A performance of being and the enacting texts of Edith Stein / by Meghan T. Sweeney
Includes bibliographical references (p. 283-306)
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Electronic version from ProQuest
The texts and life of Edith Stein, who admittedly is a controversial figure (Stein was a Jewish student of the foundational 20th century German philosopher Edmund Husserl who became a Carmelite nun, and who subsequently was canonized a saint under the category of martyr by the Roman Catholic church because she was murdered by the Nazis at Auschwitz), provide an opportunity to explore the construction of a religious self, perhaps, in part, because of this controversy, as well as in part because of Stein's proto-postmodern "otherness" and hybridity. By considering her various narratives, and their creating influence on her emerging religious identity and self-understanding, my dissertation concretely examines various moments in Stein's religious formation by taking apart and reassembling aspects of her biography through the lenses of her philosophy and theology. In addition to exploring such themes as theological anthropology, feminist narrative theories, and mimetic performance, this project also considers both some of the more peculiar ways in which Stein has been read and the hermeneutic demands that Stein's life and texts actually place on her readers. In addition to being a sustained effort that explores the connections between Stein's early philosophy and later theology and their prescriptive narrative impact on her lived life, the dissertation also models how biography can function as a source for religious studies and theology, or as theology simply.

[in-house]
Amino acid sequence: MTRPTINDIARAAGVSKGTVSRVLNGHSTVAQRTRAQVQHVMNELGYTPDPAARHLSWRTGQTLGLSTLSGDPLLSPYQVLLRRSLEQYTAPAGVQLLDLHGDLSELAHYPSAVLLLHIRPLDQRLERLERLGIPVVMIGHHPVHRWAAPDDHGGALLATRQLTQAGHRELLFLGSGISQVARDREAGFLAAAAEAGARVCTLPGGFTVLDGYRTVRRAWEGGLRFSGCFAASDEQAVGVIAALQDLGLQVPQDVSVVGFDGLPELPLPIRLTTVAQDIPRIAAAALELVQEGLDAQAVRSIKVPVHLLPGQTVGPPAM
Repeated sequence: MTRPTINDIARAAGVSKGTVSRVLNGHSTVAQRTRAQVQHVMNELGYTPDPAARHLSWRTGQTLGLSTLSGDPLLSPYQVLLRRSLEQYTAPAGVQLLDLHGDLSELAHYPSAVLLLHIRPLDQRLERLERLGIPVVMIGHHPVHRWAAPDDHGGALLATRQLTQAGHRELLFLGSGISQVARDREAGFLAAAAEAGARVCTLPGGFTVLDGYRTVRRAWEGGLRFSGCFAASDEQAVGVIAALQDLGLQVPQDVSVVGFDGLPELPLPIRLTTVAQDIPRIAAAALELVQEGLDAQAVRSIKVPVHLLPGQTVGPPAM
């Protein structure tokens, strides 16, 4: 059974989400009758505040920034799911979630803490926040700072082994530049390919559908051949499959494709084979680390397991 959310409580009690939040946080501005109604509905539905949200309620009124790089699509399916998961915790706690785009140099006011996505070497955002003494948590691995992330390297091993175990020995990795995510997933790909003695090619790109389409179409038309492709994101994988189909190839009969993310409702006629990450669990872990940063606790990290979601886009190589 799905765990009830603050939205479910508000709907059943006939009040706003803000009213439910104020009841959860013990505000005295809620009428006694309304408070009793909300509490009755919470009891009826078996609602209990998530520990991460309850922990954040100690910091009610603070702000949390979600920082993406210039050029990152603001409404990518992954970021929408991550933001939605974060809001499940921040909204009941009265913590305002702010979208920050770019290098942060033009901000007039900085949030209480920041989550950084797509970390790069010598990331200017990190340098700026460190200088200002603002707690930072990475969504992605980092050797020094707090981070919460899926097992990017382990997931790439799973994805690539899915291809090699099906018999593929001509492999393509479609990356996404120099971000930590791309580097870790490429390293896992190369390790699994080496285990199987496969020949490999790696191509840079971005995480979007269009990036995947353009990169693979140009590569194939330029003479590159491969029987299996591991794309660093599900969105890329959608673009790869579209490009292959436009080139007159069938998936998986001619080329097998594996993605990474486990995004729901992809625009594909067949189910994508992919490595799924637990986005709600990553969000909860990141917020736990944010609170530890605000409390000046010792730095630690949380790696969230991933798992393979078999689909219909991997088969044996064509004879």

Record last modified: 2018-05-18 16:19:00
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